[Milton-L] Re prelaps seasons: when is a question a good one?

Judith H. Anderson anders at indiana.edu
Wed Jan 6 18:55:32 EST 2010


I can't resist a two-line postscript in some ways relevant (and in some
irrelevant): "There is continuall Spring, and haruest there / Continuall,
both meeting at one tyme." I mean to invoke only these two lines from the
Garden(s) of Adonis, which, in itself, is neither a static place nor one
without temporal loss.  But these two lines alone momentarily capture what
Milton attempts. The mythic imagination, whether sacred or not, is the
bottom line here?

Judith

-----Original Message-----
From: milton-l-bounces at lists.richmond.edu
[mailto:milton-l-bounces at lists.richmond.edu] On Behalf Of richard strier
Sent: Wednesday, January 06, 2010 1:38 PM
To: John Milton Discussion List
Subject: Re: [Milton-L] Re prelaps seasons: when is a question a good one?

I guess I think that all this cranking up of brainpower is beside the point 
(though new facts, such as those Carol cited from Moishe, are nice).  I
don't 
think that Milton worried about these details in the way that we are.  I
think that 
he meant for Eden to be a vision of the best possible form of recognizable 
human life.  Recognizable includes all the basic variables of our
experience, I 
think.  As Wittgenstein said (many times), sometimes its good to know when
to 
stop.

I know this won't satisfy those looking for "solutions" to these "problems,"
but 
there it is.

---- Original message ----
>Date: Wed, 6 Jan 2010 10:02:22 -0600
>From: John Rumrich <rumrich at mail.utexas.edu>  
>Subject: [Milton-L] Canaries in the coal mine  
>To: John Milton Discussion List <milton-l at lists.richmond.edu>
>
>   Fortunately for the theodicy, avian foreknowledge,
>   however immutable, carries with it not the least
>   impulse or shadow of fate.
>   On the other hand, we are left with the edgy if not
>   blasphemous implication that bird brains partake of
>   the divine image more than human brains do.  I have
>   at times suspected as much, at least in my own case.
>   All best for a new year of seasons and their change,
>   John
>   On Jan 5, 2010, at 9:59 PM, John Leonard wrote:
>
>     "Seasons" can mean "time of day," and Eve probably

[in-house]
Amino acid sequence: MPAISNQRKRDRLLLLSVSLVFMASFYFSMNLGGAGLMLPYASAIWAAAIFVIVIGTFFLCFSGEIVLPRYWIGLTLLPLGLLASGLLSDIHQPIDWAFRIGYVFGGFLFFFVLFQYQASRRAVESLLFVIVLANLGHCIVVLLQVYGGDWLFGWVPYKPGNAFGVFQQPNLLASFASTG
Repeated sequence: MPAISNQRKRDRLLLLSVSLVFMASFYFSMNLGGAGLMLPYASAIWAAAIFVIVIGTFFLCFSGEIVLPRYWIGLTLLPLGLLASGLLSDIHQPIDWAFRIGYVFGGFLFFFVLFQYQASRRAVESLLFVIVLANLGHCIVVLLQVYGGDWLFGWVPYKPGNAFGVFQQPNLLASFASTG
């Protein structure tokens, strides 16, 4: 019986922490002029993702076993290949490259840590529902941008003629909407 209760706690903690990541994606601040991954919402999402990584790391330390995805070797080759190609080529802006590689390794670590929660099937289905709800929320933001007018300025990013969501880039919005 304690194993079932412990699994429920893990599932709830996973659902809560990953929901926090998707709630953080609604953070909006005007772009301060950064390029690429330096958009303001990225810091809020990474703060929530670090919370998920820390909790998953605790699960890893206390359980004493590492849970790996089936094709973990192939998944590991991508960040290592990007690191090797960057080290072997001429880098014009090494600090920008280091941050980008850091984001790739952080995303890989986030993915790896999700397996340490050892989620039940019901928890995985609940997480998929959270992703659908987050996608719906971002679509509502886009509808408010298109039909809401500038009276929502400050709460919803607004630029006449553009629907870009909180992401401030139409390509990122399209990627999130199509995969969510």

>     does use that sense when she speaks of "all
>     seasons and their change" in the same breath as
>     "breath of morn."  But it is hard to withhold the
>     sense "seasons of the year" in book 7 when Raphael
>     speaks of migrating birds "Intelligent of seasons"
>     as they embark on their "annual voyage"
>     (7.427-31).  Twenty years ago I tried to rescue
>     these lines for innocence by arguing that
>     "seasons" need not have the obvious meaning, but I
>     now find my argument desperate and unconvincing. 
>     This is a problematic moment in PL, for the
>     "intelligent" birds clearly intuit a coming Fall
>     even before Adam and Eve are created.  Maybe
>     Milton just slipped, but it is still a suggestive
>     moment.
>      
>     John Leonard
>
>       ----- Original Message -----
>       From: James Rovira
>       To: John Milton Discussion List
>       Sent: Tuesday, January 05, 2010 8:52 PM
>       Subject: Re: [Milton-L] Milton's Prelapsarian
>       Cosmos
>       Ha...yes, Jeffery, this sentence of yours sums
>       it up:
>
>       <<Yesterday, I noted that Milton seems to give
>       Adam and Eve a prelapsarian understanding of the
>       seasons that will characterize only the
>       postlapsarian world, so let us turn unto the
>       seasons that occur throughout Paradise Lost.>>
>
>       Seems like it was a theological commonplace that
>       unfallen Eden was in a perpetual Spring, though,
>       and probably still is among Evangelicals.  It
>       makes sense for God to say at creation that the
>       stars were given for the seasons.  If he said so
>       in front of the the angelic host, that would
>       distribute knowledge of the changes of the
>       seasons before they occurred.  I don't recall if
>       Raphael's use of the word "seasons" occurs
>       before or after A and E's first use of it.  But
>       we could conceivably reconstruct word of mouth
>       knowledge from God to the angels to human
>       beings.  
>
>       I'm not completely satisfied as none of these
>       characters would know what they were talking
>       about, except for God, but they seem to.
>
>       Jim R
>
>       On Tue, Jan 5, 2010 at 8:39 PM, Horace Jeffery
>       Hodges <jefferyhodges at yahoo.com> wrote:
>
>         Thanks, Jim. Those are some of the very
>         passages that I've been puzzling over
>         recently. At the risk of cluttering this
>         listserve and tooting my own horn -- though
>         this actually litters the list less -- here
>         are my recent blog entries on this issue:
>
>     ------------------------------------------------
>
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